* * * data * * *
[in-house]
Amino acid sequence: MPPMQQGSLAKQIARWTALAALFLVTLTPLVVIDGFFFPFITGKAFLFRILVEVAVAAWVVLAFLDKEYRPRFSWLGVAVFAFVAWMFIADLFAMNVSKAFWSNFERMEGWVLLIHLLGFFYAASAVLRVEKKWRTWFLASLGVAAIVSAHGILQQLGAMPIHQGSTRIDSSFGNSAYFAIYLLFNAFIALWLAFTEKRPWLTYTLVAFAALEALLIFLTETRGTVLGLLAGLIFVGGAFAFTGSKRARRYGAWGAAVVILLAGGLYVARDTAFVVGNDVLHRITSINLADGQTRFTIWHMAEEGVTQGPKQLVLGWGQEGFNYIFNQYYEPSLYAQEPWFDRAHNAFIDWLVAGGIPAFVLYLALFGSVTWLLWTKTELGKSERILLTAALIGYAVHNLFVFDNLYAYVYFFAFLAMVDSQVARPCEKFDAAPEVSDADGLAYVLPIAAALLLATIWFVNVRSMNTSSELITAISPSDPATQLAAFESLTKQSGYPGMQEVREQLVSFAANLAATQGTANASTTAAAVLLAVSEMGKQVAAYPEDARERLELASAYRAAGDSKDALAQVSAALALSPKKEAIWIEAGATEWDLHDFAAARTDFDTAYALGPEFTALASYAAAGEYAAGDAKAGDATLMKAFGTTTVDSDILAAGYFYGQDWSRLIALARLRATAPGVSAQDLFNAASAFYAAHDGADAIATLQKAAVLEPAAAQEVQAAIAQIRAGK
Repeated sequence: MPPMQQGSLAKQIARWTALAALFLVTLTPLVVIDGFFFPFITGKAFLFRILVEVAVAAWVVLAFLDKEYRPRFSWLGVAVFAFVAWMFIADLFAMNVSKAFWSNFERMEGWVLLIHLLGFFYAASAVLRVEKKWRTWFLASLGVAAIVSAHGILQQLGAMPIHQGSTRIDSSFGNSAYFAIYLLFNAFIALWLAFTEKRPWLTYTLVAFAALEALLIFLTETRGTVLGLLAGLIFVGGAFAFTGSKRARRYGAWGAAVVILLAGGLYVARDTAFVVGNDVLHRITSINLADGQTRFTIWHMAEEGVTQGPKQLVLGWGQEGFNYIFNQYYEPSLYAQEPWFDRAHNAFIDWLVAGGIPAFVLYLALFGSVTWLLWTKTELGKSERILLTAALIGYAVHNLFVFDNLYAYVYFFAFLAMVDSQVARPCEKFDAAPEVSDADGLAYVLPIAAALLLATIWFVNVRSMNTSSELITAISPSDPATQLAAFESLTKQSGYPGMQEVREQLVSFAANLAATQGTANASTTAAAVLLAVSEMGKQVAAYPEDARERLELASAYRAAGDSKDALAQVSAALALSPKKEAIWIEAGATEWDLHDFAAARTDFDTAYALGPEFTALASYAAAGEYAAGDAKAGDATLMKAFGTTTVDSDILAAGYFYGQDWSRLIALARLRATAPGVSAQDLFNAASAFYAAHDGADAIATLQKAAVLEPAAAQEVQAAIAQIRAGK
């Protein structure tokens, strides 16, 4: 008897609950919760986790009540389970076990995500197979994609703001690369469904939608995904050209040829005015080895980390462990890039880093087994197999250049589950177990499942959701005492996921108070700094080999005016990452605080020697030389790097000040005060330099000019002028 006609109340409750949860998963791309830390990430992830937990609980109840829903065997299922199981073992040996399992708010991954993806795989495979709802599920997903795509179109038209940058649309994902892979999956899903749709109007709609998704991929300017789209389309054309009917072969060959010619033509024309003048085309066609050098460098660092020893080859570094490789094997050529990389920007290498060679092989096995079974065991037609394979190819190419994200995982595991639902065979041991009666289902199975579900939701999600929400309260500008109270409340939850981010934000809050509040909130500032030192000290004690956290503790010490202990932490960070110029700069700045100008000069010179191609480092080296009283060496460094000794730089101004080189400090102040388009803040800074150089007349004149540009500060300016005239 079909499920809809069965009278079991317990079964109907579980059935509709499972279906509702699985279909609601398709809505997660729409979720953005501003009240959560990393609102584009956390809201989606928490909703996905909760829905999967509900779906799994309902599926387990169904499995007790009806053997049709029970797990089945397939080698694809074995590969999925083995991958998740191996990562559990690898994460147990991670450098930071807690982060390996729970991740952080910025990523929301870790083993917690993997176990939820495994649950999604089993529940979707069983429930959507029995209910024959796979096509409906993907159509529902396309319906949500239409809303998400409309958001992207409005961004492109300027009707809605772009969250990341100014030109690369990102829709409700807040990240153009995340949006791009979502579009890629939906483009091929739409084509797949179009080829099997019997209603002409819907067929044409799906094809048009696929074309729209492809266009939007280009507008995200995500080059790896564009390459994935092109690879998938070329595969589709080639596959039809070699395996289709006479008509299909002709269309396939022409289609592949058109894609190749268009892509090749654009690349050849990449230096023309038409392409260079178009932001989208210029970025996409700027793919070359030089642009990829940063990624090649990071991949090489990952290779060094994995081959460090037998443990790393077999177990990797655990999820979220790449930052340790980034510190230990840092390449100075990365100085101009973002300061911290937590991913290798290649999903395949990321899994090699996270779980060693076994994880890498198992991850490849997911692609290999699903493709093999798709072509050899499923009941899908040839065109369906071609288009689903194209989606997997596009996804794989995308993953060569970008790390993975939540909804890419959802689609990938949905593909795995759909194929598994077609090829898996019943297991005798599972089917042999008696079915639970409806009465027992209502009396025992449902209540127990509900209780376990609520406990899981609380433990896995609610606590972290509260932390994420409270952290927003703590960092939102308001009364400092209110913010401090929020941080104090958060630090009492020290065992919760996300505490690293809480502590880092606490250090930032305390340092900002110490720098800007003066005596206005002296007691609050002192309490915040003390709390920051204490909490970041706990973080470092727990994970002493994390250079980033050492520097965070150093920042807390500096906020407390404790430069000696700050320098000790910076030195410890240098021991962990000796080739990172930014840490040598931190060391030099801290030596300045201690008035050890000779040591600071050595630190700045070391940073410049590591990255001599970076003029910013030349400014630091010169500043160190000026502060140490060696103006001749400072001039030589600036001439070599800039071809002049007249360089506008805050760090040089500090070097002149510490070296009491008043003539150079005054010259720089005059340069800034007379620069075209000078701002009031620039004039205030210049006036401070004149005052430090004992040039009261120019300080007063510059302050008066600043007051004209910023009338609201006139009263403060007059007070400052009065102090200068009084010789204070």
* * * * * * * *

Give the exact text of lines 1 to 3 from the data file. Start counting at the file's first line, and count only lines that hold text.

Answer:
[in-house]
Amino acid sequence: MPPMQQGSLAKQIARWTALAALFLVTLTPLVVIDGFFFPFITGKAFLFRILVEVAVAAWVVLAFLDKEYRPRFSWLGVAVFAFVAWMFIADLFAMNVSKAFWSNFERMEGWVLLIHLLGFFYAASAVLRVEKKWRTWFLASLGVAAIVSAHGILQQLGAMPIHQGSTRIDSSFGNSAYFAIYLLFNAFIALWLAFTEKRPWLTYTLVAFAALEALLIFLTETRGTVLGLLAGLIFVGGAFAFTGSKRARRYGAWGAAVVILLAGGLYVARDTAFVVGNDVLHRITSINLADGQTRFTIWHMAEEGVTQGPKQLVLGWGQEGFNYIFNQYYEPSLYAQEPWFDRAHNAFIDWLVAGGIPAFVLYLALFGSVTWLLWTKTELGKSERILLTAALIGYAVHNLFVFDNLYAYVYFFAFLAMVDSQVARPCEKFDAAPEVSDADGLAYVLPIAAALLLATIWFVNVRSMNTSSELITAISPSDPATQLAAFESLTKQSGYPGMQEVREQLVSFAANLAATQGTANASTTAAAVLLAVSEMGKQVAAYPEDARERLELASAYRAAGDSKDALAQVSAALALSPKKEAIWIEAGATEWDLHDFAAARTDFDTAYALGPEFTALASYAAAGEYAAGDAKAGDATLMKAFGTTTVDSDILAAGYFYGQDWSRLIALARLRATAPGVSAQDLFNAASAFYAAHDGADAIATLQKAAVLEPAAAQEVQAAIAQIRAGK
Repeated sequence: MPPMQQGSLAKQIARWTALAALFLVTLTPLVVIDGFFFPFITGKAFLFRILVEVAVAAWVVLAFLDKEYRPRFSWLGVAVFAFVAWMFIADLFAMNVSKAFWSNFERMEGWVLLIHLLGFFYAASAVLRVEKKWRTWFLASLGVAAIVSAHGILQQLGAMPIHQGSTRIDSSFGNSAYFAIYLLFNAFIALWLAFTEKRPWLTYTLVAFAALEALLIFLTETRGTVLGLLAGLIFVGGAFAFTGSKRARRYGAWGAAVVILLAGGLYVARDTAFVVGNDVLHRITSINLADGQTRFTIWHMAEEGVTQGPKQLVLGWGQEGFNYIFNQYYEPSLYAQEPWFDRAHNAFIDWLVAGGIPAFVLYLALFGSVTWLLWTKTELGKSERILLTAALIGYAVHNLFVFDNLYAYVYFFAFLAMVDSQVARPCEKFDAAPEVSDADGLAYVLPIAAALLLATIWFVNVRSMNTSSELITAISPSDPATQLAAFESLTKQSGYPGMQEVREQLVSFAANLAATQGTANASTTAAAVLLAVSEMGKQVAAYPEDARERLELASAYRAAGDSKDALAQVSAALALSPKKEAIWIEAGATEWDLHDFAAARTDFDTAYALGPEFTALASYAAAGEYAAGDAKAGDATLMKAFGTTTVDSDILAAGYFYGQDWSRLIALARLRATAPGVSAQDLFNAASAFYAAHDGADAIATLQKAAVLEPAAAQEVQAAIAQIRAGK